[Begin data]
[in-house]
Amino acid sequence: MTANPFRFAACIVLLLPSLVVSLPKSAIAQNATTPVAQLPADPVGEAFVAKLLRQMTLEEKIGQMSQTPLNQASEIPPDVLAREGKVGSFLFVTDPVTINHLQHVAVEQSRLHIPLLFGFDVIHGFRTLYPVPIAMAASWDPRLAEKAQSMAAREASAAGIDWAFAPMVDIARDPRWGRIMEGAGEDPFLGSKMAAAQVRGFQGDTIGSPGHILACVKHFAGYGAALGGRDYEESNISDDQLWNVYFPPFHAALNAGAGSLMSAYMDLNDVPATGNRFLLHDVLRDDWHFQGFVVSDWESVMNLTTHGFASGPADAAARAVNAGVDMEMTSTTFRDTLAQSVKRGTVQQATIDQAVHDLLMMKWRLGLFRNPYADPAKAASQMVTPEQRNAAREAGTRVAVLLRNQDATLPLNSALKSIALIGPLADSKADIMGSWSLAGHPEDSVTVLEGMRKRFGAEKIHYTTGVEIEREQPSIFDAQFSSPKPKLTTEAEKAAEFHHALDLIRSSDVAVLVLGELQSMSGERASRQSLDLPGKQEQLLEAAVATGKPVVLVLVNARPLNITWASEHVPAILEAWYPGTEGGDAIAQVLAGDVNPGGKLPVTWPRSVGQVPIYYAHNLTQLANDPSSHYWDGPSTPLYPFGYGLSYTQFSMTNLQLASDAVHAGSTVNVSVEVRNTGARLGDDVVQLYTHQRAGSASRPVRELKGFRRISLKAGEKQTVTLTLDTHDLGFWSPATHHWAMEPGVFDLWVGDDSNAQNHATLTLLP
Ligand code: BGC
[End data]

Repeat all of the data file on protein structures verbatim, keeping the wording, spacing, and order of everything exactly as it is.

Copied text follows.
[in-house]
Amino acid sequence: MTANPFRFAACIVLLLPSLVVSLPKSAIAQNATTPVAQLPADPVGEAFVAKLLRQMTLEEKIGQMSQTPLNQASEIPPDVLAREGKVGSFLFVTDPVTINHLQHVAVEQSRLHIPLLFGFDVIHGFRTLYPVPIAMAASWDPRLAEKAQSMAAREASAAGIDWAFAPMVDIARDPRWGRIMEGAGEDPFLGSKMAAAQVRGFQGDTIGSPGHILACVKHFAGYGAALGGRDYEESNISDDQLWNVYFPPFHAALNAGAGSLMSAYMDLNDVPATGNRFLLHDVLRDDWHFQGFVVSDWESVMNLTTHGFASGPADAAARAVNAGVDMEMTSTTFRDTLAQSVKRGTVQQATIDQAVHDLLMMKWRLGLFRNPYADPAKAASQMVTPEQRNAAREAGTRVAVLLRNQDATLPLNSALKSIALIGPLADSKADIMGSWSLAGHPEDSVTVLEGMRKRFGAEKIHYTTGVEIEREQPSIFDAQFSSPKPKLTTEAEKAAEFHHALDLIRSSDVAVLVLGELQSMSGERASRQSLDLPGKQEQLLEAAVATGKPVVLVLVNARPLNITWASEHVPAILEAWYPGTEGGDAIAQVLAGDVNPGGKLPVTWPRSVGQVPIYYAHNLTQLANDPSSHYWDGPSTPLYPFGYGLSYTQFSMTNLQLASDAVHAGSTVNVSVEVRNTGARLGDDVVQLYTHQRAGSASRPVRELKGFRRISLKAGEKQTVTLTLDTHDLGFWSPATHHWAMEPGVFDLWVGDDSNAQNHATLTLLP
Ligand code: BGC